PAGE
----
Hail Caesar !!!

With Julius Caesar in Jardin des Tuileries, Paris (April 2009)

With Julius Caesar in Jardin des Tuileries, Paris (April 2009)

 Ever since I was kid, I’ve known who Julius Caesar was, and was aware of Shakespeare’s play Julius Caesar. Mainly due to my late grandfather (my maternal grandfather), who loved throwing famous quotes and clichés at us. His most favourite was ‘Friends, Romans, Countrymen, lend me your ears; I come to bury Caesar, not to praise him’, the first line uttered by Mark Antony, from his speech at Caesar’s funeral from Shakespeare’s Julius Caesar. This speech is famous for, not only the way Mark Antony ends up praising Caesar, but also how he manipulates it to inform the general public of the conspiracy, and finally verbally attack the opponents. A style used by a lot of politicians running for office today. If, when it comes to cinema, ‘Frankly my dear, I don’t give a damn’, from Gone with the Wind (1939), happens to be the most quoted line in history of film; and Casablanca (1942), is famous for having the most amount of quoted lines within one movie; in literature, this 16th Century play definitely has, not only the most amount of famous quotes in one text, but also the most famous line ever quoted. Some of the other famous lines from Julius Caesar, include; ‘Et tu, Brute?’ (You too, Brutus?), ‘Beware, The Ides of March are upon us’, ‘Then fall, Caesar’ and ‘Did not great Julius bleed for justice’ sake?’, to mention a few. My late grandfather would sometimes, out of the blue, all of a sudden say, ‘Hail, Caesar !’, Yes, ‘guess eccentricities run in the family. He was a person of great taste, when it came to literature, music and cinema (Westerns mainly). Healthy as ever for his 82 years, he died when a speeding car killed him, 10 years and 10 months ago to date. Julius Caesar was killed today in 44BC. I visited The Roman Forum, now in ruins, in the spring (April) of 2005, during my month long Eurotrip. And I saw Caesar’s grave (just some red bricks now) where he was cremated, and saw the ruins of the portico of Theatre of Pompey, where the senators plotted and killed Caesar.

The Roman Forum

The Roman Forum

I did this play for Bachelors in Delhi University, back in the late 90’s. 

JC On Celluloid 

Many a actors have played Julius Caesar in many a movies since the birth of Cinema, besides the stage and the small screen. From Charles Kent (the silent era, 1908) to Claude Rains (1940’s) to John Gavin (late 50’s) to Alec Guinness (the 70’s) to Timothy Dalton (the 90’s) to Alain Delon (2008), there have been more than a 100 JC’s on the big screen alone within those hundred years.  From the ones I’ve seen till date, the most powerful performance happens to be that of Rex Harrison in Cleopatra (1963).

Now, a new cinematic venture, on the life of young Julius Caesar, is in production, titled Emperor: Young Caesar. The film will depict Caesar’s early years from 92 BC to 71 BC. Caesar was born in the month of July (Julius), in 100 BC.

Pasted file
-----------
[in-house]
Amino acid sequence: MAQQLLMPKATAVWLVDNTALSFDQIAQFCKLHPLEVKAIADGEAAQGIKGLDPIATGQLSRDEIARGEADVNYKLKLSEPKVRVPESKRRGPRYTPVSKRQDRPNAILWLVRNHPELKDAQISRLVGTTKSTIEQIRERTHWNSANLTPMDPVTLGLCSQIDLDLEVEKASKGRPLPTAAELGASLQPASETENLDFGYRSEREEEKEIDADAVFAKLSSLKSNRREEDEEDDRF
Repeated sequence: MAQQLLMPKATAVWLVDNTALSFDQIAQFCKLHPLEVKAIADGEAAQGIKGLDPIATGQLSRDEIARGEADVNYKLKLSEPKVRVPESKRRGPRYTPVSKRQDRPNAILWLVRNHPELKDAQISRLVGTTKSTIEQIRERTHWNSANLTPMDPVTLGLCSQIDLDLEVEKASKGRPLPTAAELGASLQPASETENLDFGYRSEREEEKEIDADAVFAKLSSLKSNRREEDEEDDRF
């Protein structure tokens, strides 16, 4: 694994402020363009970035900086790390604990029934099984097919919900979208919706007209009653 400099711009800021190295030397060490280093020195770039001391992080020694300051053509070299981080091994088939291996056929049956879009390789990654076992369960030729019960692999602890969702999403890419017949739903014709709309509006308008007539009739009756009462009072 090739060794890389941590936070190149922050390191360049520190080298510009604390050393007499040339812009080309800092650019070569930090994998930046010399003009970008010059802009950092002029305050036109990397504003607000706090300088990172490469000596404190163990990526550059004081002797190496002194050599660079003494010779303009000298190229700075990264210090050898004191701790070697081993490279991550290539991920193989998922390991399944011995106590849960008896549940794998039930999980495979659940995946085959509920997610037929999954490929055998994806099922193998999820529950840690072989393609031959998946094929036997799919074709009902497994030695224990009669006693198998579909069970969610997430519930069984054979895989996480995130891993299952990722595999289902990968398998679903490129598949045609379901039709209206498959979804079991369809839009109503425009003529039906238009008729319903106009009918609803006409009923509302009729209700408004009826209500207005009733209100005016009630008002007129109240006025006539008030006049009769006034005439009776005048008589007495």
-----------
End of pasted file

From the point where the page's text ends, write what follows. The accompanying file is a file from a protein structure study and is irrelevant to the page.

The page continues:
I am really looking forward to this movie to be directed by Burr Gore Steers (nephew of novelist, the late Gore Vidal and also of the former US first lady, the late Jacqueline Kennedy), whose directorial debut, the dark comedy, Igby Goes Down (2002), was very good movie, that I liked, though not excellent. I really hope he does an excellent job here.


Julius Caesar on Celluloid

Julius Caesar on Celluloid

 Pix: Top Left -Marlon Brando (playing Mark Antony) in the poster of the film Julius Caesar (1953), based on Shakespeare’s acclaimed play, along with other cast members below him. Let me be a little clearer here, Shakespeare’s Julius Caesar, does not deal with Caesar’s life. The play is actually about the plot and murder of Caesar and the aftermath. And Caesar generally is almost always depicted in heavy robes, while Mark Antony, a soldier, in a mini tunic. 

Top Right (main picture)- Poster of film Caesar and Cleopatra (1945) depicting Vivien Leigh (who plays Cleopatra) and Claude Rains (JC); (inset picture) ex-James Bond (of the 80’s), playing JC, actor Timothy Dalton in Cleopatra (1999), I watched this back in the late 90’s, and it was one of the worst television movies I have ever seen till date, and Dalton was just as bad.

Bottom (main picture) Rex Harrison playing JC in Cleopatra (1963), among the best films I’ve seen till date; (inset picture) Alain Delon in the French comedy,  Astérix aux jeux olympiques (2008). 

– Nuwan Sen’s Historical Sense – Nuwan Sen’s Film Sense.

Jalal: Caine – Khan & Bell

14th March 2013: Happy Birthday to …..

14th March B'days

Michael Caine, Farida Jalal, Aamir Khan, Jamie Bell

  • British Actor Michael Caine (Born in 1933) – Star of  A Hill in Korea (1956), Foxhole in Cairo (1960), The Ipcress File (1965), Alfie (1966), The Italian Job (1969), Battle of Britain (1969), Get Carter (1971), Sleuth (1972), Pulp (1972), The Wilby Conspiracy (1975), The Romantic Englishwoman (1975), The Eagle Has Landed (1976), A Bridge Too Far (1977), California Suite (1978), Ashanti (1979), Dressed to Kill (1980), Deathtrap (1982), Educating Rita (1983), The Fourth Protocol (1987), Jack the Ripper (1988), Jekyll & Hyde (1990), Midnight in Saint Petersburg (1996), Mandela and De Klerk (1997), The Cider House Rules (1999), Quills (2000), Get Carter (2000), The Quiet American (2002), Sleuth (2007), The Dark Knight Rises (2012) etc etc etc…